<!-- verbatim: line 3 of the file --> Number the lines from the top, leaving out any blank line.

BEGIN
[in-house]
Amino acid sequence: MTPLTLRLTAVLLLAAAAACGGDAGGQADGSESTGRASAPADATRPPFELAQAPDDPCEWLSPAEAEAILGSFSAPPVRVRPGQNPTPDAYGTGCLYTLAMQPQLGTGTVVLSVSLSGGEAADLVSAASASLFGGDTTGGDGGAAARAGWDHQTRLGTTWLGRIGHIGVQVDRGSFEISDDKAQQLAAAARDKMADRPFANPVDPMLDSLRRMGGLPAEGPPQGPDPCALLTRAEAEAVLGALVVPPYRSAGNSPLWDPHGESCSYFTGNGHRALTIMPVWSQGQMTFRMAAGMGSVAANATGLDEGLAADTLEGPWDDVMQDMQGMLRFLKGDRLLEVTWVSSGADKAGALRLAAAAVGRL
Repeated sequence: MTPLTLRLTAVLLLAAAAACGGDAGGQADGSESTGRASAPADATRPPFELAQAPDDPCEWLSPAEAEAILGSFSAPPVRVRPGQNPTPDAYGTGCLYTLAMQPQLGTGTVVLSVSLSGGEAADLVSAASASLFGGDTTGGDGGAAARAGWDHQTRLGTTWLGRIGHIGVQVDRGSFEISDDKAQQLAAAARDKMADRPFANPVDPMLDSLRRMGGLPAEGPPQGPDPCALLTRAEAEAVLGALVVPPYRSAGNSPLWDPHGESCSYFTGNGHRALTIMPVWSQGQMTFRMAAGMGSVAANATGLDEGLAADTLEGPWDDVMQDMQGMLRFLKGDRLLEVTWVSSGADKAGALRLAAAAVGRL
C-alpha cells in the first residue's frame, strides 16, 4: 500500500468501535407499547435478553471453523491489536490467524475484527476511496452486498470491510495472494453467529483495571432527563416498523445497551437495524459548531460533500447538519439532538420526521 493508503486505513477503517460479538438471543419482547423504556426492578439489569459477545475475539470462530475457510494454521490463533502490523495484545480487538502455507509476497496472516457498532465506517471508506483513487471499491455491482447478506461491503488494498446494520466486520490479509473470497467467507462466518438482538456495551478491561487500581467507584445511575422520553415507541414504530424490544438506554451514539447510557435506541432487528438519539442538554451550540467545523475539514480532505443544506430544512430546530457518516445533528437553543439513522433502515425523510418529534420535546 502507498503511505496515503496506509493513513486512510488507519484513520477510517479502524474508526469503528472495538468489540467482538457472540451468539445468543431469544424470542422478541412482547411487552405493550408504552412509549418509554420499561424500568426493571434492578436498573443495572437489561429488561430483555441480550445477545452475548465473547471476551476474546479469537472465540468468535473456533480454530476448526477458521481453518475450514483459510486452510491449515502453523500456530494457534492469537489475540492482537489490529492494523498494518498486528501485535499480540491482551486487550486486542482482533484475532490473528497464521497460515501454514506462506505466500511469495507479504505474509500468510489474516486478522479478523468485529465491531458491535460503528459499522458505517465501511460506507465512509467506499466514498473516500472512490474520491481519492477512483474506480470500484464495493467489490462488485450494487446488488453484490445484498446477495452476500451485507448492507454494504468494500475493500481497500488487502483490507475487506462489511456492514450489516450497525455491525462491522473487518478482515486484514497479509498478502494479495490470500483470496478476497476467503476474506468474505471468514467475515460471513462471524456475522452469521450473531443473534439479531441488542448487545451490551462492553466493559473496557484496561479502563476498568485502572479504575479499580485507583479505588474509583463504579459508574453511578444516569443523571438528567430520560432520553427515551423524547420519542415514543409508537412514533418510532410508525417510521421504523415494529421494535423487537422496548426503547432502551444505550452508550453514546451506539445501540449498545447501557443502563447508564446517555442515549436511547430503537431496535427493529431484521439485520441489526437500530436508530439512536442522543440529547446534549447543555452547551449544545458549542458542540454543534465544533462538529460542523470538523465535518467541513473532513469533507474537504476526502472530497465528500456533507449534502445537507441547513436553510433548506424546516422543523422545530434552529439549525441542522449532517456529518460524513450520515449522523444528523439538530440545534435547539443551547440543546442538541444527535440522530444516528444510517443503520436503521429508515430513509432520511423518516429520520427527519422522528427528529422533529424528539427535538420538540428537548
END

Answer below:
Repeated sequence: MTPLTLRLTAVLLLAAAAACGGDAGGQADGSESTGRASAPADATRPPFELAQAPDDPCEWLSPAEAEAILGSFSAPPVRVRPGQNPTPDAYGTGCLYTLAMQPQLGTGTVVLSVSLSGGEAADLVSAASASLFGGDTTGGDGGAAARAGWDHQTRLGTTWLGRIGHIGVQVDRGSFEISDDKAQQLAAAARDKMADRPFANPVDPMLDSLRRMGGLPAEGPPQGPDPCALLTRAEAEAVLGALVVPPYRSAGNSPLWDPHGESCSYFTGNGHRALTIMPVWSQGQMTFRMAAGMGSVAANATGLDEGLAADTLEGPWDDVMQDMQGMLRFLKGDRLLEVTWVSSGADKAGALRLAAAAVGRL